Human stem cell clones are typically maintained on non-human feeder cells impeding translation of human cell therapy protocols1. Indeed, non-human feeder cells express undefined factors, which potentially compromise stem cell differentiation. Moreover, feeder cells have been reported to constitutively produce infectious endogenous retroviruses, often preventing immediate clinical application. To circumvent this limitation, we here generated feeder-free conditions using Matrigel-coated plates and an optimized serum-free medium, supplementing HEScGRO with 25% of mTeSR1. This previously untested approach achieved feeder-free/serum-free conditions, nurturing iPS cell expansion and maintaining the undifferentiated state long-term. In this way, we were able to sustain multiple iPS clones in feeder/serum-free milieu for >1 year without loosing salient structural and genetic traits of pluripotency.

It is established that the initial step to achieve successful generation of islet-like cells from a pluripotent cell source requires differentiation into definitive endoderm32,33. Stimulation of mouse or human ES cells with activin A, Nodal and/or Wnts leads to endoderm induction18,20,34, and was here implemented with human iPS cells. Specifically, we generated definitive endoderm cells by stimulating feeder-free human iPS cells with activin A and Wnt3a in the presence of low serum. Induction of definitive endoderm was particularly efficient, such that 70–90% of derived cells expressed the definitive endoderm marker SOX17. Similar results were observed across distinct iPS clones, derived from foreskin or cardiac fibroblasts, demonstrating that the applied approach offers a robust means for definitive endoderm induction.

Further lineage specification requires conversion of definitive endoderm into pancreatic endoderm35. A recent study has identified a small molecule ILV, a protein kinase C activator, which strongly directs human ES cell-derived definitive endoderm into pancreatic endoderm25. Pancreatic endoderm induction by ILV alone has been shown to generate approximately 53% PDX1-positive cells, in contrast to 25% PDX1-positive cells achievable with standard inductors, FGF10, RA and CYC32. Here, using human iPS-derived definitive endoderm, we demonstrated robust induction of pancreatic endoderm markers, PDX1, NGN3 and NEUROD1, only after inclusion of ILV to the FGF10, RA and CYC cocktail, underscoring the feasibility of generating pancreatic endoderm cells from human iPS cells through ILV-mediated guidance. It has been proposed that ILV may share an RA-dependent signaling pathway25, allowing ultimately to streamline the process of efficient pancreatic endoderm derivation.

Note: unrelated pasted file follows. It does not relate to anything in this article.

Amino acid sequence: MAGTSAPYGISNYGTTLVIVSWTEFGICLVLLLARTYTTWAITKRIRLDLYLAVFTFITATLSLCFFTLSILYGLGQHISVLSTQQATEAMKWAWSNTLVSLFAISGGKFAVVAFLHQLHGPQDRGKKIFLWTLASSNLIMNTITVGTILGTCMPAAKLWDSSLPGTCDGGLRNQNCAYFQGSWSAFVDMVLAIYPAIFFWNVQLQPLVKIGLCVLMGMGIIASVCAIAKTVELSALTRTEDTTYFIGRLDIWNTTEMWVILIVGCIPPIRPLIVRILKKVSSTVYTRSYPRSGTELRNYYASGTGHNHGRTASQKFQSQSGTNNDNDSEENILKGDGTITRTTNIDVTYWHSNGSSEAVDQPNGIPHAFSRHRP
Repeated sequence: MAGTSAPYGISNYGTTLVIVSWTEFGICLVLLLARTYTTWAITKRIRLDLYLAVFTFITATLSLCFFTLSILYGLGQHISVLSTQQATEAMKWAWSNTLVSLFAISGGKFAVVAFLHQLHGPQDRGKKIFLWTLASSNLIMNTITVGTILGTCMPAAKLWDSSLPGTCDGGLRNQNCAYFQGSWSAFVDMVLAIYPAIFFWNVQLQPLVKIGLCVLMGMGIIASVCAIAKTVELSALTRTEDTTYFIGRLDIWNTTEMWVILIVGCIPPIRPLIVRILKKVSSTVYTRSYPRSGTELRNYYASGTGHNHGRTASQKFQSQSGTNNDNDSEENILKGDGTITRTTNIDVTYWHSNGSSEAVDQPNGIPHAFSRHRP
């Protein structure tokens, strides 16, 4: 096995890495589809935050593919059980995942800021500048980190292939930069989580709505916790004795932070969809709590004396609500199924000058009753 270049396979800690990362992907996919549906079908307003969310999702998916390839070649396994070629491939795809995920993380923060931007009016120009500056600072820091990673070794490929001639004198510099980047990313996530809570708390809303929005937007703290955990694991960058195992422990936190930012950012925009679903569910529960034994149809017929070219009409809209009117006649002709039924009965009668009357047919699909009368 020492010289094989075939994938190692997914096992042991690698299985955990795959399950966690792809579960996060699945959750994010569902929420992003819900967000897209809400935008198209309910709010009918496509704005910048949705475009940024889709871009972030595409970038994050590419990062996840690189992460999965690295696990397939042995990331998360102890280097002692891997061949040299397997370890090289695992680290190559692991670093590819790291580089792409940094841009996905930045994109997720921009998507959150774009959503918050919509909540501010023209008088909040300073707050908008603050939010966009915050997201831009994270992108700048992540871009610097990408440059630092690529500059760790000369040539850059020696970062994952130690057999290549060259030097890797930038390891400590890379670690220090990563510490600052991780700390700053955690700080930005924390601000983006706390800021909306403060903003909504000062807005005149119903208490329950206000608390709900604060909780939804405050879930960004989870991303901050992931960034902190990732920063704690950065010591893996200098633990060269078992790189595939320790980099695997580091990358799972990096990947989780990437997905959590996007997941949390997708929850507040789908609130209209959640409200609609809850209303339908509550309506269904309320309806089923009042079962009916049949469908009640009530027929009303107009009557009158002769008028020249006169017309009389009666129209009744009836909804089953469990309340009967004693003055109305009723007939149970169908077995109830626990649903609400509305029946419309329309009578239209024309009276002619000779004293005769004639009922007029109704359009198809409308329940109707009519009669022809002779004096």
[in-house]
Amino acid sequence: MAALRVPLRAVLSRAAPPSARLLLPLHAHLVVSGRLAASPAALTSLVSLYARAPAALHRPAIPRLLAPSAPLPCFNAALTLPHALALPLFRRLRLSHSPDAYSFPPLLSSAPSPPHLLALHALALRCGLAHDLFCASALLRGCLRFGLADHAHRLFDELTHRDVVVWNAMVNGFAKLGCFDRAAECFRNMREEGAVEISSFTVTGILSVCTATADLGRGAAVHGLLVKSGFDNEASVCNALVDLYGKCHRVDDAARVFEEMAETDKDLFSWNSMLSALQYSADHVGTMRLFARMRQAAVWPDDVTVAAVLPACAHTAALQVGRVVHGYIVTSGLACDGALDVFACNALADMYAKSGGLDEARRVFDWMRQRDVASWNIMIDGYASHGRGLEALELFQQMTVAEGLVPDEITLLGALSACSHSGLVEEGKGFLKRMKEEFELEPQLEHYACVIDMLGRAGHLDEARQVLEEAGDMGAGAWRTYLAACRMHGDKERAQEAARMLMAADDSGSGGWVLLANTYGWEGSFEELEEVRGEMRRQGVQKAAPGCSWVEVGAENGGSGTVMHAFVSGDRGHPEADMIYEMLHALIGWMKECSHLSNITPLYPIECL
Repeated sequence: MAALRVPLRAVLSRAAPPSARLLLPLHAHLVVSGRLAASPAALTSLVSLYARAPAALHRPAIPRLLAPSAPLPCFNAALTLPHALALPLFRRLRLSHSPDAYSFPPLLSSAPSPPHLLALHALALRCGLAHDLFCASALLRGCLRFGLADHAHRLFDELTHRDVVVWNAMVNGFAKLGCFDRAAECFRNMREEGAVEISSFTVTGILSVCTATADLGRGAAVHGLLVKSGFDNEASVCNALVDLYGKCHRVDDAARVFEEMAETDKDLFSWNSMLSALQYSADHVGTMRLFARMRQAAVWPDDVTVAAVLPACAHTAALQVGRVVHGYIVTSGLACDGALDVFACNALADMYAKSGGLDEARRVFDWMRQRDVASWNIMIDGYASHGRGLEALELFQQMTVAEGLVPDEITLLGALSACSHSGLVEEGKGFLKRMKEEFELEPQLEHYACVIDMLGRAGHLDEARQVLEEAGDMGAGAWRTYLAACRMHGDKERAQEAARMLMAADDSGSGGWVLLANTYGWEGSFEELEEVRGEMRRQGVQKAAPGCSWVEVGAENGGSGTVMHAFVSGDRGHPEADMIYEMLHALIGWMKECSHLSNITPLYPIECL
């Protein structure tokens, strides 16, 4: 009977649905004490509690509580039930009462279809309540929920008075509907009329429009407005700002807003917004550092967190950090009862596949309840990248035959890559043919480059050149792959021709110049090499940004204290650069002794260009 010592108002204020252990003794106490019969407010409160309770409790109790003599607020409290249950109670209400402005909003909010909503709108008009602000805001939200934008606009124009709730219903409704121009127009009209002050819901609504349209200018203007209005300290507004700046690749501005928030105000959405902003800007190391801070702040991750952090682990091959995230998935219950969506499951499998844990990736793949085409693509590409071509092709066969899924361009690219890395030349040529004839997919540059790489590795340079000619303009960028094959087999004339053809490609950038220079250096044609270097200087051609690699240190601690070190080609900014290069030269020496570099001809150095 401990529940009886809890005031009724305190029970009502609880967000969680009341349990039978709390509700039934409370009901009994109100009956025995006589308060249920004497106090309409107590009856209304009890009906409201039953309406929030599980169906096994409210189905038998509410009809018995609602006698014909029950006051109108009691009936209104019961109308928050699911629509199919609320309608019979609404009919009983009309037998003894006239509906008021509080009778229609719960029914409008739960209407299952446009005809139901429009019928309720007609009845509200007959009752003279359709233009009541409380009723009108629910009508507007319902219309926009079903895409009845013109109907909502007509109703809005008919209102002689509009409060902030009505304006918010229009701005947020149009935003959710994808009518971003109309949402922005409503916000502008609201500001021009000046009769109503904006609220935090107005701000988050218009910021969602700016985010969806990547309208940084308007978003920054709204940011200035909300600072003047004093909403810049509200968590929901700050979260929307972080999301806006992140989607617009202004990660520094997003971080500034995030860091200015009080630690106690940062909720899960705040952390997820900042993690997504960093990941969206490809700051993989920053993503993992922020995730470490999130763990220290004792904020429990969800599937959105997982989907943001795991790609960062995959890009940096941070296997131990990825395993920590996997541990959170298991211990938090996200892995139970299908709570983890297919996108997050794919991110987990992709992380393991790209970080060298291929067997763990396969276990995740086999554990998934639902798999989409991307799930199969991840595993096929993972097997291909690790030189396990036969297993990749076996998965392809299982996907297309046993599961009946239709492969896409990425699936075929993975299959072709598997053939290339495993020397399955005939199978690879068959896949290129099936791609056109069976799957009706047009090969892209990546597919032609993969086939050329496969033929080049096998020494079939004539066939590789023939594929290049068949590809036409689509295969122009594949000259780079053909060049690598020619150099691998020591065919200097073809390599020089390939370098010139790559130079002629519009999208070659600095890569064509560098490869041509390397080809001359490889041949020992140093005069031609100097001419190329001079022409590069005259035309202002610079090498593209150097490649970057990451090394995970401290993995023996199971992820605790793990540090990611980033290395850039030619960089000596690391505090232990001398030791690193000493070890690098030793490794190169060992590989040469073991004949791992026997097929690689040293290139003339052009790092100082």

Human ES cells after guided differentiation to pancreatic hormone-expressing cells generate up to 12% of insulin and synaptophysin expressing cells20. However, these cells show minimal glucose-responsive C-peptide secretion and do not maintain expression of key beta cell markers, NKX6.1 and PDX120. Foreskin-derived iPS cells or iPS cells from patients with type 1 diabetes (T1D) were also recently differentiated into islet-like clusters in vitro29,30, yet generation of glucose-responsive insulin-producing cells from human iPS cells remains inefficient. GLP-1 was shown to convert intestinal epithelial cells into functional insulin-producing cells36, and could promote differentiation of mouse bone marrow13 or human embryonic37 stem cells into insulin-producing cells. Inclusion of GLP-1 in our differentiation cocktail enhanced the generation of insulin-producing cells from iPS-derived pancreatic endoderm cells. Derived islet-like cells expressed transcripts of PDX1, NKX6.1, NEUROD1, ISL-1 and GLUT2, recognized beta cell-specific markers. Co-expression of insulin and PDX1, a characteristic of pancreatic beta cells38, was evident in iPS-derived insulin-producing cells by immunofluorescence. In contrast to previous reports which demonstrated limited PDX1 expression in ES cell-derived insulin-producing cells20, we found prevalent insulin/PDX1-double positive cells after differentiation. Moreover, these islet-like cells secreted C-peptide in response to glucose stimulation. These observations indicate that the ILV/GLP-1-containing pancreatogenic cocktail offers proficient means to specify human iPS cells into functional beta-like cells.